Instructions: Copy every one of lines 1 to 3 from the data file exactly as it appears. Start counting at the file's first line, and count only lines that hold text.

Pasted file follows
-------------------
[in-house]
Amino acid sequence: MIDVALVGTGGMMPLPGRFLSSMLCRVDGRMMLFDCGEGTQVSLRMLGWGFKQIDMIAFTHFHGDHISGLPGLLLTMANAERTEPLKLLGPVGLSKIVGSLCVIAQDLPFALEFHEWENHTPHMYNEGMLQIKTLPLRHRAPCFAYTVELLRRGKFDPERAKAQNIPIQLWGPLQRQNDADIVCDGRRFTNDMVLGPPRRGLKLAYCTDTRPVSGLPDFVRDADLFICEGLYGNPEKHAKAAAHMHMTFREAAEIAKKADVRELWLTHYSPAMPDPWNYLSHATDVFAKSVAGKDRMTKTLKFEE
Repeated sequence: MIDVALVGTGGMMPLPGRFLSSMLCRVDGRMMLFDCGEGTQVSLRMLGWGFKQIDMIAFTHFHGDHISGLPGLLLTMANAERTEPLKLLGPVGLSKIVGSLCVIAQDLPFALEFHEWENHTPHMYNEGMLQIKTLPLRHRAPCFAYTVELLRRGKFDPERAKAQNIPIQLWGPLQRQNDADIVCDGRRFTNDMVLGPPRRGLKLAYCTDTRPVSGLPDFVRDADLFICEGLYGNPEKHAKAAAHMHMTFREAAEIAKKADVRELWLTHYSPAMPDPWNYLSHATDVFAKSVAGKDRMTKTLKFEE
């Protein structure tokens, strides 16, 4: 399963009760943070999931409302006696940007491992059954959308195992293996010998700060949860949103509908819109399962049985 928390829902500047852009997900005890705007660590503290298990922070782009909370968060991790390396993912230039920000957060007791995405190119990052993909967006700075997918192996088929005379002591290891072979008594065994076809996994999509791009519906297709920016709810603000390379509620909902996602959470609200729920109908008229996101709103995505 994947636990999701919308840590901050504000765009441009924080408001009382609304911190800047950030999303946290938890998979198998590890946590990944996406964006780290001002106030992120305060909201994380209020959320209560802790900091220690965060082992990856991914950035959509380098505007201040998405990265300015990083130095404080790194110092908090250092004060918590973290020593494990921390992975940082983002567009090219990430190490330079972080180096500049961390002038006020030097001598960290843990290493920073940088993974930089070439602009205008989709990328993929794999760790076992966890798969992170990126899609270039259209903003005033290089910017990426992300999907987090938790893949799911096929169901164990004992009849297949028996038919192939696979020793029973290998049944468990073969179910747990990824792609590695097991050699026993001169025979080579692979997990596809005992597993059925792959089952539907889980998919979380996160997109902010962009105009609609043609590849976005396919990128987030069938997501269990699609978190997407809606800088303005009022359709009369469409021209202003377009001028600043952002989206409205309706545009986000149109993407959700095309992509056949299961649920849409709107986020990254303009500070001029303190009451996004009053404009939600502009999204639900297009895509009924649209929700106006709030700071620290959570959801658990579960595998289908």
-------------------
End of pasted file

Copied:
[in-house]
Amino acid sequence: MIDVALVGTGGMMPLPGRFLSSMLCRVDGRMMLFDCGEGTQVSLRMLGWGFKQIDMIAFTHFHGDHISGLPGLLLTMANAERTEPLKLLGPVGLSKIVGSLCVIAQDLPFALEFHEWENHTPHMYNEGMLQIKTLPLRHRAPCFAYTVELLRRGKFDPERAKAQNIPIQLWGPLQRQNDADIVCDGRRFTNDMVLGPPRRGLKLAYCTDTRPVSGLPDFVRDADLFICEGLYGNPEKHAKAAAHMHMTFREAAEIAKKADVRELWLTHYSPAMPDPWNYLSHATDVFAKSVAGKDRMTKTLKFEE
Repeated sequence: MIDVALVGTGGMMPLPGRFLSSMLCRVDGRMMLFDCGEGTQVSLRMLGWGFKQIDMIAFTHFHGDHISGLPGLLLTMANAERTEPLKLLGPVGLSKIVGSLCVIAQDLPFALEFHEWENHTPHMYNEGMLQIKTLPLRHRAPCFAYTVELLRRGKFDPERAKAQNIPIQLWGPLQRQNDADIVCDGRRFTNDMVLGPPRRGLKLAYCTDTRPVSGLPDFVRDADLFICEGLYGNPEKHAKAAAHMHMTFREAAEIAKKADVRELWLTHYSPAMPDPWNYLSHATDVFAKSVAGKDRMTKTLKFEE